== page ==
The civil rights struggles in New York City and Boston’s schools demonstrate how the Civil Rights Movement’s narrative of being an issue of the South was false. New York actually had the largest civil rights protest of the 1960s, although it received practically no recognition. In February of 1964, almost half a million students and teachers stayed home from school in protest of the New York City Board of Education’s refusal to create a comprehensive plan for school desegregation (Theoharis). This protest happened as a result of a decade of work by Northern organizers and parents who wanted equal rights for their children. There were also many protests in Boston, where Black students faced the same issues. Despite all of the rallies, student walkouts, and meetings, the Boston School Committee refused to enact any kind of change. In 1973, they “willingly gave up $65 million in state and federal funds rather than desegregate schools” (Theoharis). In both of these cases, there were clear issues with segregation, especially in schools, in the North that people refused to acknowledge. It was much easier for people in the North to make it seem like racial discrimination was something unique to the South.
Aside from trying to focus attention on desegregation in the South, white liberals in the North also used a lot of coded language to avoid accusations of racism. In New York, schools labeled their segregation as “racial imbalance and “separation” in order to make it seem less deliberate and more like a product of the structure of the city, which they couldn’t be blamed for (Theoharis). Similarly, they referred to the people opposed to desegregation as parents who were committed to “neighborhood schools” and disagreed with “forced busing.” This painted the people who wanted to uphold segregation as simply wanting to keep schools local because they didn’t want to have to bus their children elsewhere. However, the truth was that the “neighborhood schools” were segregated because of the redlining system which relegated Black people to certain parts of the city, and thus, certain schools. Black students were also labeled as “culturally deprived,” which was another reason to blame the students themselves for their poor quality of education instead of the system. All these coded words were used to avoid talking about the actual issues in order to keep the systems in place that made life for black people extremely difficult.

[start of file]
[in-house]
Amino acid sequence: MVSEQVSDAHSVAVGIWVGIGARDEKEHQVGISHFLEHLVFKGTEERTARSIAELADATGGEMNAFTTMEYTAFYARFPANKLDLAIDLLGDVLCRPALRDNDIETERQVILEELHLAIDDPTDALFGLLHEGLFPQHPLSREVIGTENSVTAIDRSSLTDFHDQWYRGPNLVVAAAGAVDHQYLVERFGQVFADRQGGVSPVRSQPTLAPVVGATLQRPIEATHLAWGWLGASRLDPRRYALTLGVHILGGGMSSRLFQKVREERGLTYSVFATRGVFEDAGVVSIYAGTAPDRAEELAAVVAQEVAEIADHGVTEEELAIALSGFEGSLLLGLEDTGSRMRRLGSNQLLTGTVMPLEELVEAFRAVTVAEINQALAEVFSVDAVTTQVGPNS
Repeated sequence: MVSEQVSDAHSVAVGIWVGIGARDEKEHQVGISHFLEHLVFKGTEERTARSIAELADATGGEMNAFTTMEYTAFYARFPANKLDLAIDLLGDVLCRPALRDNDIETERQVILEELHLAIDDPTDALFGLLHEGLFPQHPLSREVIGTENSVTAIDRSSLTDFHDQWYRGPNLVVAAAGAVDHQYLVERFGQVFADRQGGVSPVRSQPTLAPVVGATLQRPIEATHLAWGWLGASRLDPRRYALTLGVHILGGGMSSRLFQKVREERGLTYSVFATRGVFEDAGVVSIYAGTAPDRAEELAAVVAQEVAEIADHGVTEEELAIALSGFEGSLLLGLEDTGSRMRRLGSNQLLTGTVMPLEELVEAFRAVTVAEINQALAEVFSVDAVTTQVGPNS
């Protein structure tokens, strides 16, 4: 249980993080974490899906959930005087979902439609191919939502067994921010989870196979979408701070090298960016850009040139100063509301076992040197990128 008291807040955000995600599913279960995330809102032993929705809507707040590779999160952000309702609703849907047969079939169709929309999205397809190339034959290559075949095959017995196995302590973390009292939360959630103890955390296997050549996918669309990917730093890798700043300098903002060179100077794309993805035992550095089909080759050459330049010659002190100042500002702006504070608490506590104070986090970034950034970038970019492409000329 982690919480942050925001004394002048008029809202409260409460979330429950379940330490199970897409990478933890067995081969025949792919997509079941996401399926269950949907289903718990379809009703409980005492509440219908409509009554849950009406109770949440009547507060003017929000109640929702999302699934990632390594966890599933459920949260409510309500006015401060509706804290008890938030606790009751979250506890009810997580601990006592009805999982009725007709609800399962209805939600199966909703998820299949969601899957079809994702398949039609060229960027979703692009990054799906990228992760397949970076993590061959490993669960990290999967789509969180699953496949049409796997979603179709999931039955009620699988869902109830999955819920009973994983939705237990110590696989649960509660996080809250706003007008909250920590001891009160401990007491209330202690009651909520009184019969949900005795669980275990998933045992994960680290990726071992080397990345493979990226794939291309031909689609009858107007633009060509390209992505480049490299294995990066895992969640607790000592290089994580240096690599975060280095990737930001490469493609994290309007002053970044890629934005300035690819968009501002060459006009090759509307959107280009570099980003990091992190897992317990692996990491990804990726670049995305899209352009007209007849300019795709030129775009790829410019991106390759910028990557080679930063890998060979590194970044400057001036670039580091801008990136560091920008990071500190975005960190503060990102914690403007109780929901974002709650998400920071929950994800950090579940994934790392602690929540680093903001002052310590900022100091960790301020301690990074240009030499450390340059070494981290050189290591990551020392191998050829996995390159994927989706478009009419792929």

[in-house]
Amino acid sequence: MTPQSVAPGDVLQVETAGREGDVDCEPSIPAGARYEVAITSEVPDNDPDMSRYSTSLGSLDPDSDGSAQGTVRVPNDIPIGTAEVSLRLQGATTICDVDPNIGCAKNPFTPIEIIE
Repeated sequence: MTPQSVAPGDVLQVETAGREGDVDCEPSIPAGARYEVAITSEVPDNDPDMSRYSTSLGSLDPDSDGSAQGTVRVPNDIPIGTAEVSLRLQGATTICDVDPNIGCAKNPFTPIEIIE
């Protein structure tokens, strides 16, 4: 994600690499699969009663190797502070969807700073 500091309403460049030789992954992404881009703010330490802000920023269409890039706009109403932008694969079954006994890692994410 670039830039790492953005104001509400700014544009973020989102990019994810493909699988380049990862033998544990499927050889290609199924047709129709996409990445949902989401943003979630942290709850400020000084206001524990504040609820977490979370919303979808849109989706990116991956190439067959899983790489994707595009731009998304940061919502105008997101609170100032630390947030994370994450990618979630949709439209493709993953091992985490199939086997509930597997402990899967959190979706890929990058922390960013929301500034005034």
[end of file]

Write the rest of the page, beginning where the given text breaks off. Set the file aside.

I was initially surprised by this history, because none of my history classes really focused on racism in the North during this time, so I never learned much about it. However, after reading this article, it makes sense that my history textbooks mainly talked about the South. I think that in this way, the North’s approach to presenting themselves as more liberal, despite practicing many of the same segregation techniques under different names worked. It’s actually really sad to think about, because not only were the people in the North shown in a more positive light, but they were never held accountable for their actual actions. I think that the fact that some of the most segregated schools in the U.S. to this day are in the North is very telling.
One thought on “The conveniently forgotten movement in the North”
You did a great job at describing the Civil Rights Movement in the North as well as the resistance that it was met with. I agree that none of my previous history education has ever touched on the strength of this movement in the North, specifically on the problem of segregation in the North. Even in South Dakota, I feel that many believe themselves to be on the “right” side of history as though the problem of racism did not exist beyond the South. I agree with you that it is one problem that these tremendous movements are not celebrated, but also a larger problem that the atrocity of racism in the North has been erased and those who made these horrible decisions in these school districts have not been held accountable.